The role of targeted viral load testing in diagnosing virological failure in children on antiretroviral therapy with immunological failure.

Hdl Handle:
http://hdl.handle.net/10144/255350
Title:
The role of targeted viral load testing in diagnosing virological failure in children on antiretroviral therapy with immunological failure.
Authors:
Davies, Mary-Ann; Boulle, Andrew; Technau, Karl; Eley, Brian; Moultrie, Harry; Rabie, Helena; Garone, Daniela; Giddy, Janet; Wood, Robin; Egger, Matthias; Keiser, Olivia
Journal:
Tropical Medicine & International Health : TM & IH
Abstract:
Objectives  To determine the improvement in positive predictive value of immunological failure criteria for identifying virological failure in HIV-infected children on antiretroviral therapy (ART) when a single targeted viral load measurement is performed in children identified as having immunological failure. Methods  Analysis of data from children (<16 years at ART initiation) at South African ART sites at which CD4 count/per cent and HIV-RNA monitoring are performed 6-monthly. Immunological failure was defined according to both WHO 2010 and United States Department of Health and Human Services (DHHS) 2008 criteria. Confirmed virological failure was defined as HIV-RNA >5000 copies/ml on two consecutive occasions <365 days apart in a child on ART for ≥18 months. Results  Among 2798 children on ART for ≥18 months [median (IQR) age 50 (21-84) months at ART initiation], the cumulative probability of confirmed virological failure by 42 months on ART was 6.3%. Using targeted viral load after meeting DHHS immunological failure criteria rather than DHHS immunological failure criteria alone increased positive predictive value from 28% to 82%. Targeted viral load improved the positive predictive value of WHO 2010 criteria for identifying confirmed virological failure from 49% to 82%. Conclusion  The addition of a single viral load measurement in children identified as failing immunologically will prevent most switches to second-line treatment in virologically suppressed children.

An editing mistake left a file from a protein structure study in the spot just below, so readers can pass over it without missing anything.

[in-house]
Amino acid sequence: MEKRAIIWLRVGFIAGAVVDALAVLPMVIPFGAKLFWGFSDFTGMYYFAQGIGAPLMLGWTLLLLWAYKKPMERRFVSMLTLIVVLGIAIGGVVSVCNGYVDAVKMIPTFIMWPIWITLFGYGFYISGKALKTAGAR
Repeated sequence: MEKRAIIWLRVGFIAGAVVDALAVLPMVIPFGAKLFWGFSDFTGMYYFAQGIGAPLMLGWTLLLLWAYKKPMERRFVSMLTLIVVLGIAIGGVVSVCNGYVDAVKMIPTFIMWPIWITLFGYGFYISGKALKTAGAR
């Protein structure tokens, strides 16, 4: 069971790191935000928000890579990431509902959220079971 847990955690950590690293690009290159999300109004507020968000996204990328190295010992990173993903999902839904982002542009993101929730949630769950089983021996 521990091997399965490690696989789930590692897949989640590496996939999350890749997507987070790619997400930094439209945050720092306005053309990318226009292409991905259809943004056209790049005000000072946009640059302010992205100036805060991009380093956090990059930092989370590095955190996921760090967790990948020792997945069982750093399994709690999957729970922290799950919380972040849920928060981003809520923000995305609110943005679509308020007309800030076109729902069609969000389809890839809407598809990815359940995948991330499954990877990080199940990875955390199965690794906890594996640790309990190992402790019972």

Affiliation:
School of Public Health and Family Medicine, University of Cape Town, Cape Town, South Africa  Empilweni Service and Research Unit, Rahima Moosa Mother and Child Hospital and University of Witwatersrand, Johannesburg, South Africa  Red Cross Children's Hospital and School of Child and Adolescent Health, University of Cape Town, Cape Town, South Africa  Wits Reproductive Health and HIV Institute (Harriet Shezi Children's Clinic, Chris Hani Baragwanath Hospital, Soweto), Faculty of Health Sciences, University of Witwatersrand, Johannesburg, South Africa  Tygerberg Academic Hospital, University of Stellenbosch, Stellenbosch, South Africa  Médecins Sans Frontières South Africa and Khayelitsha ART Programme, Khayelitsha, Cape Town, South Africa  Sinikithemba Clinic, McCord Hospital, Durban, South Africa  Gugulethu Community Health Centre and Desmond Tutu HIV Centre, Institute of Infectious Diseases and Molecular Medicine, University of Cape Town, Cape Town, South Africa  Institute of Social and Preventive Medicine (ISPM), University of Bern, Bern, Switzerland.
Issue Date:
14-Sep-2012
URI:
http://hdl.handle.net/10144/255350
DOI:
10.1111/j.1365-3156.2012.03073.x
PubMed ID:
22974345
Additional Links:
http://onlinelibrary.wiley.com/doi/10.1111/j.1365-3156.2012.03073.x/abstract;jsessionid=8CEC162F2C518133AA59744BF32FA561.d01t02?systemMessage=Wiley+Online+Library+will+be+disrupted+on+15+December+from+10%3A00-12%3A00+GMT+%2805%3A00-07%3A00+EST%29+for+essential+maintenance
Type:
Article
Language:
en
ISSN:
1365-3156
Appears in Collections:
TB

Full metadata record

DC FieldValue Language
dc.contributor.authorDavies, Mary-Annen_GB
dc.contributor.authorBoulle, Andrewen_GB
dc.contributor.authorTechnau, Karlen_GB
dc.contributor.authorEley, Brianen_GB
dc.contributor.authorMoultrie, Harryen_GB
dc.contributor.authorRabie, Helenaen_GB
dc.contributor.authorGarone, Danielaen_GB
dc.contributor.authorGiddy, Janeten_GB